Beulah Perry was born on January 28, 1891 and was raised in the Piedmont region of South Carolina, at the base of the mountains. Beulah Perry’s childhood experiences differ from many women raised in the Appalachians. Her parents worked as sharecroppers on land where their ancestors were enslaved. She shared oral histories of slavery in the South, as told to her by her maternal grandfather. Beulah married in 1915 just before her 18th birthday. She did have several children, but none survived to adulthood. Beulah moved all over the country, following jobs and family, but Clayton, Georgia, was her favorite place: “This is the best and most beautiful part of the country to me, here in the mountains.” She was an active member of Ivy Hill Baptist Church, where she was a member of the choir.
I grew up in the country in Anderson County [South Carolina], about ten to twelve miles from Anderson. I married in 1915. I guess I must have been about thirteen or fourteen [when we started dating]. We’d sit around at home, read the Bible, talk about things done at church, things like that. It had to be a real quiet date. There wasn’t much to be done—just sit talking and playing. You know, we played like other children do, but not too loud and rough. They were strict about who we dated. Most of the time when we were old enough to date, it would be on Sunday, not any other day. I think we called it courting.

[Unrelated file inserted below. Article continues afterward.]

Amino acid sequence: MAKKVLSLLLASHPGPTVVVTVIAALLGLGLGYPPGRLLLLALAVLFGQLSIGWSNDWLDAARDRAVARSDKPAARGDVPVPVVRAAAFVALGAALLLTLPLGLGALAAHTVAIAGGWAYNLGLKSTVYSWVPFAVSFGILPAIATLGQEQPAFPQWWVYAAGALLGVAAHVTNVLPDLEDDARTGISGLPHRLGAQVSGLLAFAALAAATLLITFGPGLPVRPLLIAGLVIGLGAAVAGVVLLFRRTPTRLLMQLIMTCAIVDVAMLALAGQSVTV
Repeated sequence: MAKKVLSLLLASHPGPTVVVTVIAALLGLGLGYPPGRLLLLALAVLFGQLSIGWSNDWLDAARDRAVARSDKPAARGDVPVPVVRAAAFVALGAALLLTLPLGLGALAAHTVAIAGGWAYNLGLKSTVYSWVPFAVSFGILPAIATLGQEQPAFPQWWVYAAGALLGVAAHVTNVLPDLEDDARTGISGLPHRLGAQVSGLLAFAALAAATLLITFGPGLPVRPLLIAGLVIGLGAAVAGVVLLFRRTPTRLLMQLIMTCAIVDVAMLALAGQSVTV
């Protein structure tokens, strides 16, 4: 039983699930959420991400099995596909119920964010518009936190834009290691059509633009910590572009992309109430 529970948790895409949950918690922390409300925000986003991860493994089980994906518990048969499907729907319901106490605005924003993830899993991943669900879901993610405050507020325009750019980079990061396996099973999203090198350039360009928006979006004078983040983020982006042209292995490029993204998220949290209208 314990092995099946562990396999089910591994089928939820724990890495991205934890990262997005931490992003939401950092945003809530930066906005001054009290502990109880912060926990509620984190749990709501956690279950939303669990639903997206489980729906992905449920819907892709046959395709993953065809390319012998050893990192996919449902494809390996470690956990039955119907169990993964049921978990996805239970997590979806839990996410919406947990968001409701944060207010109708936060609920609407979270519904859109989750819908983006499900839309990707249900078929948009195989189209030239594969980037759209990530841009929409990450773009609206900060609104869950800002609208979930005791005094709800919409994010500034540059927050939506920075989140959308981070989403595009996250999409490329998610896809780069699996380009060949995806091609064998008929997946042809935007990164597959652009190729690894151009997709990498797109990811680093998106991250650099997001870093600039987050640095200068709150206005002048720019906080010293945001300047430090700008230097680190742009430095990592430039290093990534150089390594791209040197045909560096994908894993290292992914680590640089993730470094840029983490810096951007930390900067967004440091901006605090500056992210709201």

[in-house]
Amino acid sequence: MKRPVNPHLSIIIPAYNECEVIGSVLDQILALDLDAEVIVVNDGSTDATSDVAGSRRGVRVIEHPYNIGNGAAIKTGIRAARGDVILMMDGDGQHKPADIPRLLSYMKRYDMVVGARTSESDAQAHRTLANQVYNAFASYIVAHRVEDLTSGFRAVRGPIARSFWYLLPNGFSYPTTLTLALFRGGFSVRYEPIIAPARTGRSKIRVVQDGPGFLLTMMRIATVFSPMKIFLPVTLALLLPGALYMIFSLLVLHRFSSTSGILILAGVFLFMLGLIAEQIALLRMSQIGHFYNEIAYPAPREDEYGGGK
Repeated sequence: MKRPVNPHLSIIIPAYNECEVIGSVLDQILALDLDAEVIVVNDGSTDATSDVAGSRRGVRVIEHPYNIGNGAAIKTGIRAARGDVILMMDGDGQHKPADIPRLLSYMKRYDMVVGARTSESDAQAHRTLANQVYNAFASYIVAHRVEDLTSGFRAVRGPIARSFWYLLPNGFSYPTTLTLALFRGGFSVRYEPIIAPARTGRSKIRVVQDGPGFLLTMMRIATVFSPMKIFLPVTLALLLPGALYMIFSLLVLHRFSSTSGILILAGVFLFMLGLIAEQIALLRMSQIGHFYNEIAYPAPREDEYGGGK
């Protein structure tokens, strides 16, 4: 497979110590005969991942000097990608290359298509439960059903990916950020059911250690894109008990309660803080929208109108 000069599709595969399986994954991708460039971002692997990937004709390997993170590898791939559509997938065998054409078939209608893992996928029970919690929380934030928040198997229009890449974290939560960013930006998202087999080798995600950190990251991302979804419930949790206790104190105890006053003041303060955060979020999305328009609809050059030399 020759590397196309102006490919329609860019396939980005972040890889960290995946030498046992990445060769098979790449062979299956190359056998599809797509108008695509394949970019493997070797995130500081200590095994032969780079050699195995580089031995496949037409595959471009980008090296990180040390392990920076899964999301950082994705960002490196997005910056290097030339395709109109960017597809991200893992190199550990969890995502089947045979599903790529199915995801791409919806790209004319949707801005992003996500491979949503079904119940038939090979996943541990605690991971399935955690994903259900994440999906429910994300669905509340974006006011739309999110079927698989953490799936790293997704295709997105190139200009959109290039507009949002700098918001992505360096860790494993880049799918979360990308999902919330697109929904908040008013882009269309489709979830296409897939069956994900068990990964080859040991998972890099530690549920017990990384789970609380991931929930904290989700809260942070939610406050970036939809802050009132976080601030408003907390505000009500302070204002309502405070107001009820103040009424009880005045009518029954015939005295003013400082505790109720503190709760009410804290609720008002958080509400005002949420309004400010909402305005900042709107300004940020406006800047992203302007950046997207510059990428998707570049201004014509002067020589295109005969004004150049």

I guess it was pretty rough [when I first got married]. People now might think it was bad, but we were used to living on a farm and eating things we raised on the farm. We were taught to raise chickens, hogs, and cows, and that’s just the way we started out.
The white people that raised my husband gave him a little spot of land. It had one little house on it and they gave that to him and we lived in it. You could lay down at night and look through the loft and see the stars. I remember one night it snowed and the snow had come through those cracks and the bed and the floor were covered with snow. I waked up my husband and said, “It’s rained in here.” He made a light and looked, and everywhere in that room—even our bed—had just a little white coat of snow. It had come in the cracks overhead. It was fun to us. We got up and put some sheets up by the side of the walls to keep the snow from coming in. Well, it didn’t keep it out but it didn’t go all over the house. We did things like that and it was fun to us. I married just before my eighteenth birthday. I married the fifteenth of January, and the twenty-eighth was my birthday.